Great English Painters

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W. Scott, 1886 - 311 pages
 

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Page 309 - Little Lamb, who made thee ? Dost thou know who made thee ? Gave thee life and bid thee feed, By the stream and o'er the mead ? Gave thee clothing of delight, Softest clothing, woolly, bright ? Gave thee such a tender voice, Making all the vales rejoice? Little Lamb, who made thee ? Dost thou know who made thee ? Little Lamb, I'll tell thee, Little Lamb, I'll tell thee: He is called by thy name, For He calls Himself a Lamb. He is meek, and He is mild; He became a little child. I a child, and thou...
Page 277 - What the hammer? What the chain? In what furnace was thy brain? What the anvil? What dread grasp Dare its deadly terrors clasp? When the stars threw down their spears, And water'd heaven with their tears, Did He smile His work to see? Did He who made the lamb make thee...
Page 277 - TIGER! Tiger! burning bright In the forests of the night, What immortal hand or eye Could frame thy fearful symmetry? In what distant deeps or skies Burnt the fire of thine eyes? On what wings dare he aspire? What the hand dare seize the fire? And what shoulder, and what art, Could twist the sinews of thy heart?
Page 276 - Whether in Heaven ye wander fair, Or the green corners of the earth, Or the blue regions of the air Where the melodious winds have birth...
Page 281 - PIPING down the valleys wild, Piping songs of pleasant glee, On a cloud I saw a child, And he laughing said to me: "Pipe a song about a Lamb!" So I piped with merry cheer. "Piper, pipe that song again,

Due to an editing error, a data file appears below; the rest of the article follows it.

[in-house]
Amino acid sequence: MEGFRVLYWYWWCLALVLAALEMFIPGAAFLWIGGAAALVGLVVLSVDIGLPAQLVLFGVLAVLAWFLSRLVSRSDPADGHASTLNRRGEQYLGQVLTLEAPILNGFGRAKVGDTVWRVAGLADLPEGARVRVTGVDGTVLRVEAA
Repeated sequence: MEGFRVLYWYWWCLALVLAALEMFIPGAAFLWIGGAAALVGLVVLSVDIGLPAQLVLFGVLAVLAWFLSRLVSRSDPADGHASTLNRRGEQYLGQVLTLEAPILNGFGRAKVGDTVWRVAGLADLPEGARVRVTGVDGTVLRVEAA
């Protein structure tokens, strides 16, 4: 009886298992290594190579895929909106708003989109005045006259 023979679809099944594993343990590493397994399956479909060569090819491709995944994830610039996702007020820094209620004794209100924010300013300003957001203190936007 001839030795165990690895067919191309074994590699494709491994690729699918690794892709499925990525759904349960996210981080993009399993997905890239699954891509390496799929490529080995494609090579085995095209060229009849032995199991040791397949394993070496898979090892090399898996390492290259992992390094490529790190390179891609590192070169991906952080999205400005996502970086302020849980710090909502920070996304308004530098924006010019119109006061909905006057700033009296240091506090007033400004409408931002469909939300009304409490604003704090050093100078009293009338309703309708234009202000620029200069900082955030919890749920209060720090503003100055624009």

Page 210 - Here Reynolds is laid, and to tell you my mind, He has not left a wiser or better behind : His pencil was striking, resistless, and grand : His manners were gentle, complying, and bland ; Still born to improve us in every part, His pencil our faces, his manners our heart...
Page 281 - Pipe a song about a Lamb!" So I piped with merry cheer. "Piper, pipe that song again"; So I piped: he wept to hear. "Drop thy pipe, thy happy pipe; Sing thy songs of happy cheer!" So I sang the same again, While he wept with joy to hear. "Piper, sit thee down and write In a book that all may read.
Page 209 - The only dedication I ever made was to my brother, because I loved him better than most other men. He is since dead. Permit me to inscribe this Poem to you.
Page xxxiv - The use of this feigned history hath been to give some shadow of satisfaction to the mind of man in those points wherein the nature of things doth deny it, the world being in proportion inferior to the soul ; by reason whereof there is, agreeable to the spirit of man, a more ample greatness, a more exact goodness, and a more absolute variety, than can be found in the nature of things.
Page 302 - So the Lord blessed the latter end of Job more than the beginning...

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